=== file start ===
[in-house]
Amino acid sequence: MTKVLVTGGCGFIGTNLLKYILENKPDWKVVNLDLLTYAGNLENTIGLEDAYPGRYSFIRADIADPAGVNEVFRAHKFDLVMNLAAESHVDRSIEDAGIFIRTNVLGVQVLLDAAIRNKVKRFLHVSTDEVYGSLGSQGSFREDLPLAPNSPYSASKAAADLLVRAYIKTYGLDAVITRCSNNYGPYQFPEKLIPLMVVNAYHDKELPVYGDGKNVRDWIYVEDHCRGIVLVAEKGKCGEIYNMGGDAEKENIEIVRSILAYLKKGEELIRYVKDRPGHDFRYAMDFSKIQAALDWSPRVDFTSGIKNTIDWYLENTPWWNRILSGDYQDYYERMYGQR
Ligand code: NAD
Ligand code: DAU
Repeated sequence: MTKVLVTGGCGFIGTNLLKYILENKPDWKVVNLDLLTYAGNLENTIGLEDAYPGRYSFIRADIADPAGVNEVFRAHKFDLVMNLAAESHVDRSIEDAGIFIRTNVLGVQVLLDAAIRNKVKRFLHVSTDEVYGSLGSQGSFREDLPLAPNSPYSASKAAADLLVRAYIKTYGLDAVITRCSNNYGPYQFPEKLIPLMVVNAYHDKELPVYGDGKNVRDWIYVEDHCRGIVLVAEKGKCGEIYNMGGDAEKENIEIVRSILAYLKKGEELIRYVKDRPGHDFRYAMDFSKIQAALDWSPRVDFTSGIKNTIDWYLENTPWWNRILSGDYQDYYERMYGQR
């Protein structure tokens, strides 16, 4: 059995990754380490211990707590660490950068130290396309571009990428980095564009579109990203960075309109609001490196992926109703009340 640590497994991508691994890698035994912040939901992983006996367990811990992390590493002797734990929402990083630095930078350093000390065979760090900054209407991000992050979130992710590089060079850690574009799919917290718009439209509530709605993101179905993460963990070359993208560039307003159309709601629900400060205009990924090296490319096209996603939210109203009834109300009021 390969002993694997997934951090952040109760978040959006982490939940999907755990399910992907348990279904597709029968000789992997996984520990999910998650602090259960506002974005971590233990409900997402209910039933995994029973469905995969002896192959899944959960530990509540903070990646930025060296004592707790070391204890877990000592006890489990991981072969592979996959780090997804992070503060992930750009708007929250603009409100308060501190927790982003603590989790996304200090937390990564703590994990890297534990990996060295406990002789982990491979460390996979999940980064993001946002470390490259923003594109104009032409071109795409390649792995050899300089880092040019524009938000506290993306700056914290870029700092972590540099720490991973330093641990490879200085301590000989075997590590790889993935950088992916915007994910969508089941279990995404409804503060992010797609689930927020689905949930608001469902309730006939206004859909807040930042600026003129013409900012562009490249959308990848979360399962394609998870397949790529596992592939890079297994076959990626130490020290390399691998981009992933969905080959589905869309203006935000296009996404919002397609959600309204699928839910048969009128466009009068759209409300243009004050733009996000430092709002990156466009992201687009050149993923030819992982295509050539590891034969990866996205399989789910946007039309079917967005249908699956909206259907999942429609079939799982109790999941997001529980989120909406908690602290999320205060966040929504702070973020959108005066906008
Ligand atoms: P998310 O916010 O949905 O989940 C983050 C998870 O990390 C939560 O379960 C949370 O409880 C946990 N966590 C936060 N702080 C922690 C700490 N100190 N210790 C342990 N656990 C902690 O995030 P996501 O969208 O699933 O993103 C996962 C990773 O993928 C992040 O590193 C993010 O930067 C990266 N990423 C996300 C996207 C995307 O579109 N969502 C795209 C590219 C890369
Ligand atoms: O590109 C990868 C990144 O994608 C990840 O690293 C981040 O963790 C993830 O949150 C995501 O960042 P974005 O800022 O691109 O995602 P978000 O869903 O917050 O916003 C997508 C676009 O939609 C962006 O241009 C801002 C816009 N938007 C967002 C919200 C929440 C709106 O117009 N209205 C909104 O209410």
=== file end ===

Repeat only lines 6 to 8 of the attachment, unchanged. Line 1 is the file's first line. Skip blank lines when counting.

């Protein structure tokens, strides 16, 4: 059995990754380490211990707590660490950068130290396309571009990428980095564009579109990203960075309109609001490196992926109703009340 640590497994991508691994890698035994912040939901992983006996367990811990992390590493002797734990929402990083630095930078350093000390065979760090900054209407991000992050979130992710590089060079850690574009799919917290718009439209509530709605993101179905993460963990070359993208560039307003159309709601629900400060205009990924090296490319096209996603939210109203009834109300009021 390969002993694997997934951090952040109760978040959006982490939940999907755990399910992907348990279904597709029968000789992997996984520990999910998650602090259960506002974005971590233990409900997402209910039933995994029973469905995969002896192959899944959960530990509540903070990646930025060296004592707790070391204890877990000592006890489990991981072969592979996959780090997804992070503060992930750009708007929250603009409100308060501190927790982003603590989790996304200090937390990564703590994990890297534990990996060295406990002789982990491979460390996979999940980064993001946002470390490259923003594109104009032409071109795409390649792995050899300089880092040019524009938000506290993306700056914290870029700092972590540099720490991973330093641990490879200085301590000989075997590590790889993935950088992916915007994910969508089941279990995404409804503060992010797609689930927020689905949930608001469902309730006939206004859909807040930042600026003129013409900012562009490249959308990848979360399962394609998870397949790529596992592939890079297994076959990626130490020290390399691998981009992933969905080959589905869309203006935000296009996404919002397609959600309204699928839910048969009128466009009068759209409300243009004050733009996000430092709002990156466009992201687009050149993923030819992982295509050539590891034969990866996205399989789910946007039309079917967005249908699956909206259907999942429609079939799982109790999941997001529980989120909406908690602290999320205060966040929504702070973020959108005066906008
Ligand atoms: P998310 O916010 O949905 O989940 C983050 C998870 O990390 C939560 O379960 C949370 O409880 C946990 N966590 C936060 N702080 C922690 C700490 N100190 N210790 C342990 N656990 C902690 O995030 P996501 O969208 O699933 O993103 C996962 C990773 O993928 C992040 O590193 C993010 O930067 C990266 N990423 C996300 C996207 C995307 O579109 N969502 C795209 C590219 C890369
Ligand atoms: O590109 C990868 C990144 O994608 C990840 O690293 C981040 O963790 C993830 O949150 C995501 O960042 P974005 O800022 O691109 O995602 P978000 O869903 O917050 O916003 C997508 C676009 O939609 C962006 O241009 C801002 C816009 N938007 C967002 C919200 C929440 C709106 O117009 N209205 C909104 O209410």